Moreover, a CV test of Hb and Hb/GNP was carried out on the micro-gap electrode. The Figure 4b shows the cyclic voltamogram of Hb and Hb/GNP. In the case of Hb on the micro-gap electrode displayed a couple of well-defined quasi-reversible redox peaks (Blue line) because of the Fe3+/2+ redox center. The redox current signal was shown to be less than 10 times the bulk Au electrode, the anodic peak potential (Epa) and cathodic peak potential of Hb were determined to be 0.213 and 0.196 V (vs. Ag/AgCl) (Blue line) with a peak-to-peak separation (ΔEp) of 17 mV, which was narrow compared to the bulk Au electrode. The redox peaks of Hb/GNP showed a signal-enhanced redox peak (Red line) because the GNP facilitate electron transfer between Hb and H2O2 similar to the bulk Au electrode. The anodic peak potential (Epa) and cathodic peak potential (Epc) were 224 mV and 187 mV (vs. Ag/AgCl), respectively, with a peak-to-peak separation (ΔEp) of 37 mV, which was narrow compared to the bulk Au electrode. This result shows that the Hb/GNP heterolayer maintained the facilitation of the electron transfer on the micro-gap electrode.

3.3. Electrocatalytic Properties of Hemoglobin/Gold Nanoparticle on the Micro-Gap Electrode

Cyclic voltammograms of the Hb/GNP-modified micro-gap electrode were obtained with different scan rates from 0.01 to 0.05 V/s (Figure 5a). The result displays well-defined and slightly shifted cathodic and anodic peaks at each scan rate. Also, the CV result shows a linear plot for cathodic and anodic peak currents against the scan rate (Figure 5b), respectively. The linear regression equations were ip/10 × e−8 A = 0.0067 v(mV/s) − 0.0229 for cathodic currents and ip/10 × e−8 A = −0.0728 v(mV/s) − 0.0266 for anodic currents. The linearity of the CV results corresponded to the scan rate (v) show an increment of scan rate yields a slight shift of the cathodic peak to a more negative potential, while the anodic peak was moved to a more positive potential. Plotting Epa and Epc vs. log(scan rate) yielded two straight lines with a slope equal to −2.3 RT/αnF for the cathodic peak, and a slope of 2.3 RT/(1–α)nF for the anodic peak. The charge transfer coefficient was calculated (0.27) from the slopes of the straight lines based on the following equation [38]:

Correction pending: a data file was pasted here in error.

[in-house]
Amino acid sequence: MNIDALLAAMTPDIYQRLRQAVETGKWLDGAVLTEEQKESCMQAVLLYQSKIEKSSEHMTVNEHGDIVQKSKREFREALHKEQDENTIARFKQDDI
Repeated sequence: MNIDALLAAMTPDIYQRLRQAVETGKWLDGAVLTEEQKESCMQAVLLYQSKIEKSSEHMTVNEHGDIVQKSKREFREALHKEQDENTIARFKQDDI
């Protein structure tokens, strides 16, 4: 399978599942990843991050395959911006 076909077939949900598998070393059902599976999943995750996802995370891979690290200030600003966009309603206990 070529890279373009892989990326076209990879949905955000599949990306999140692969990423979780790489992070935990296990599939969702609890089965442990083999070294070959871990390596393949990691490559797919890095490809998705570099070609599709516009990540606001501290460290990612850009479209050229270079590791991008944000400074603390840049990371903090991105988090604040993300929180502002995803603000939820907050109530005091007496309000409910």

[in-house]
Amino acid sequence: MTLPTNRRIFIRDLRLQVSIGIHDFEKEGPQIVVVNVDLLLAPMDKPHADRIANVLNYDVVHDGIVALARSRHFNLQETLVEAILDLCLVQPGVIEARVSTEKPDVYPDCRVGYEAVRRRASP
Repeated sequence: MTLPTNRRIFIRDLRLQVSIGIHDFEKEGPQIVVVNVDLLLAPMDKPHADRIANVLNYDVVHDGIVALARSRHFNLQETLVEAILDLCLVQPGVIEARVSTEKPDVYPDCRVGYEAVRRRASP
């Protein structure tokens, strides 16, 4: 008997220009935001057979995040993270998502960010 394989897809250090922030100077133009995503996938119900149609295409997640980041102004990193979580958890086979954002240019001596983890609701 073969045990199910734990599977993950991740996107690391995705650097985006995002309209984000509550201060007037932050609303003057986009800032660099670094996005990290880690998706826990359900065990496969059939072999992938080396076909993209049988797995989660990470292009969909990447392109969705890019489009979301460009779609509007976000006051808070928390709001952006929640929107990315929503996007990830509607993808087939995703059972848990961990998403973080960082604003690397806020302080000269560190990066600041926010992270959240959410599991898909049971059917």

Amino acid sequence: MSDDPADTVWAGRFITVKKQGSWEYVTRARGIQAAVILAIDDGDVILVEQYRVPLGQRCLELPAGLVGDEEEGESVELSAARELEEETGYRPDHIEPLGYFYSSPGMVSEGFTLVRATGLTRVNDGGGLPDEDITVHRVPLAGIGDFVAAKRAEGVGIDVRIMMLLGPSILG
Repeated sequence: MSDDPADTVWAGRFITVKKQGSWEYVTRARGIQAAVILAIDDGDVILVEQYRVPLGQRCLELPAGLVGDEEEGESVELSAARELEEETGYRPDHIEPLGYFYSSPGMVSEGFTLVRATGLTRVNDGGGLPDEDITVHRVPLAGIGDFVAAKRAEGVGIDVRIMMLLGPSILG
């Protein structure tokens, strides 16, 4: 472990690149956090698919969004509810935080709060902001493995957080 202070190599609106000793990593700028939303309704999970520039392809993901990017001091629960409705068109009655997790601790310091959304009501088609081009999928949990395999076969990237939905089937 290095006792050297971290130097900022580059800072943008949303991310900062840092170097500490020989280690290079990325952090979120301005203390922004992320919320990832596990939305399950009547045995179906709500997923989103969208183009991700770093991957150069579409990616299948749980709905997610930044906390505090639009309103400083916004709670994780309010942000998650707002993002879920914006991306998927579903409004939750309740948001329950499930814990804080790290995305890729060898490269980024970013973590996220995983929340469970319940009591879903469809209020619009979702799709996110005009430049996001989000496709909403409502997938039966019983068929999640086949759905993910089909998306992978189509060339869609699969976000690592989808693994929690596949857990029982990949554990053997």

log k a k c = log [ α ( 1 α ) ] o r   k a k c = α 1 α
where ka is the slope of the line derived from Epa = f(log scan rate); kc is the slope of the line derived from; Epc = f(log α).
The electron-transfer rate constant (ks) for electron transfer between the micro-gap electrode and the surface Hb layers was also 0.35 s−1 based on the following equation [16,38];
log k s = α log ( 1 α ) + ( 1 α ) log α log ( R T n F ν ) α ( 1 α ) n F Δ E p 2.3 R T
Also, the Hb shows electrocatalytic activity because of its similarity with peroxidase for catalysis of H2O2 [9,20]. The electrocatalytic activity of the Hb/GNP to H2O2 on the micro-gap electrode was investigated by CV. The principle of catalyzing H2O2 of Hb was explained using the following equations:
Hb[Fe(III)] + e → Hb[Fe(II)]
2 [Hb − Fe(II)] + 2H+ + H2O2 → 2 [Hb − Fe(III)] + 2H2O
The overall reaction would be:
H2O2 + 2H+ + 2e → 2 H2O
Figure 5c shows the electrochemical signal-enhancement effect of anodic and cathodic currents corresponding to the successive addition of H2O2. The redox currents of Hb/GNP were gradually increased according to the addition of 10 nmol H2O2, 30 nmol H2O2, 50 nmol H2O2, 100 nmol H2O2. This result shows the electrocatalytic reduction process of the Hb/GNP heterolayer on the micro-gap. The anodic peak potential (Epa) and cathodic peak potential (Epc) were 0.207 and 0.205 V (vs. Ag/AgCl), respectively. As shown in Figure 5d,e, cathodic and anodic current peaks were obtained for the Hb/GNP heteroalyer on micro-gap electrode after the addition of 20 µL aliquots of 10 mM H2O2 in 1 mL of 10 mM HEPES at pH 7.0. The result shows a linear plot for anodic and cathodic peak currents against the addition of H2O2, and the sensor calibration plot was linear with R2 = 0.97 (anodic peak) and 0.98 (cathodic peak), respectively. The slope values of anodic and cathodic peak currents against the addition of H2O2, Ipa = 0.1862X + 4.3234(10 × e−8 A) and Ipc = −0.2152X − 3.8476(10 × e−8 A). And the 17.6% of cathodic peak current and 20.8% of anodic peak current were increased corresponding to the addition of H2O2. Based on this analysis, an increase of H2O2 concentration shifts the oxidation peaks to a more positive potential, while the reduction peaks shifted to a more negative potential on the micro-gap.

4. Conclusions

In summary, the Hb/GNP heterolayer on the micro-gap was fabricated to detect the H2O2 with electrochemical-signal enhanced effect. The fabricated Hb/GNP hybrid layer was investigated by AFM and SERS. Additionally, the redox properties of Hb/GNP hybrid layer on bulk electrode and micro-gap were confirmed using CV. Also, the H2O2 detection test of Hb/GNP heterolayer on the micro-gap was conducted. As a result, the fabricated Hb/GNP heterolayer on the Au micro-gap was detected the low concentration (10 nmol) of H2O2 with high fidelity. These results show the electrochemical signal-enhancement effect of Hb/GNP heterolayer can be directly applied to a protein-based biosensor system at the micro-scale. This metalloprotein-nanoparticle hybrid layer can be used for miniaturized H2O2 biosensor applications.